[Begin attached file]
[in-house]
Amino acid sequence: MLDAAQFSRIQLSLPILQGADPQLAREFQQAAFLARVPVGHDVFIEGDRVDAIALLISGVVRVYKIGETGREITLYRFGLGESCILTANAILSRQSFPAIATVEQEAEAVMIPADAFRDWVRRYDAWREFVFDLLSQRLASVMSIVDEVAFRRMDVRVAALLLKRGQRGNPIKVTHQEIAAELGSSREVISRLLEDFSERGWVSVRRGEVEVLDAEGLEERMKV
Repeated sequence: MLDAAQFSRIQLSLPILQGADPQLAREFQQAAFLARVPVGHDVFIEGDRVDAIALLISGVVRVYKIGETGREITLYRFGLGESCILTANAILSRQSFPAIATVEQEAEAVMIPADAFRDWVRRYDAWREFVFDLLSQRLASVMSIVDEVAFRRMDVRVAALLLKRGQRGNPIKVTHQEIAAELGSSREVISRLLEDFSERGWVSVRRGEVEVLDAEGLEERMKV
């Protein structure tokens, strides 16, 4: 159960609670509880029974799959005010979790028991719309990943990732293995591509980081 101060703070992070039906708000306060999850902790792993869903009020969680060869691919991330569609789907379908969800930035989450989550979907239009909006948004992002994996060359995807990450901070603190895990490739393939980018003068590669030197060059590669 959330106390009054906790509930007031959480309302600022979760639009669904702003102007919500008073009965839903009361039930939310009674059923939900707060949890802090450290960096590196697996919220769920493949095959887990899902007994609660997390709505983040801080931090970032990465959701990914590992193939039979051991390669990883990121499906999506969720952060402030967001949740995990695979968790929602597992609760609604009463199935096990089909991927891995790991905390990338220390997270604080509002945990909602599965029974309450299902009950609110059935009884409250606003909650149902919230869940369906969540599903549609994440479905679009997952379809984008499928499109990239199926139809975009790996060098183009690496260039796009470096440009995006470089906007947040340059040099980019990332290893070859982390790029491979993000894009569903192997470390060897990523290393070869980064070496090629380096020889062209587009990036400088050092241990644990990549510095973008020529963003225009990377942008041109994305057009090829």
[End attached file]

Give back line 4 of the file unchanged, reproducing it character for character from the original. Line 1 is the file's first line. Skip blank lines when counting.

């Protein structure tokens, strides 16, 4: 159960609670509880029974799959005010979790028991719309990943990732293995591509980081 101060703070992070039906708000306060999850902790792993869903009020969680060869691919991330569609789907379908969800930035989450989550979907239009909006948004992002994996060359995807990450901070603190895990490739393939980018003068590669030197060059590669 959330106390009054906790509930007031959480309302600022979760639009669904702003102007919500008073009965839903009361039930939310009674059923939900707060949890802090450290960096590196697996919220769920493949095959887990899902007994609660997390709505983040801080931090970032990465959701990914590992193939039979051991390669990883990121499906999506969720952060402030967001949740995990695979968790929602597992609760609604009463199935096990089909991927891995790991905390990338220390997270604080509002945990909602599965029974309450299902009950609110059935009884409250606003909650149902919230869940369906969540599903549609994440479905679009997952379809984008499928499109990239199926139809975009790996060098183009690496260039796009470096440009995006470089906007947040340059040099980019990332290893070859982390790029491979993000894009569903192997470390060897990523290393070869980064070496090629380096020889062209587009990036400088050092241990644990990549510095973008020529963003225009990377942008041109994305057009090829």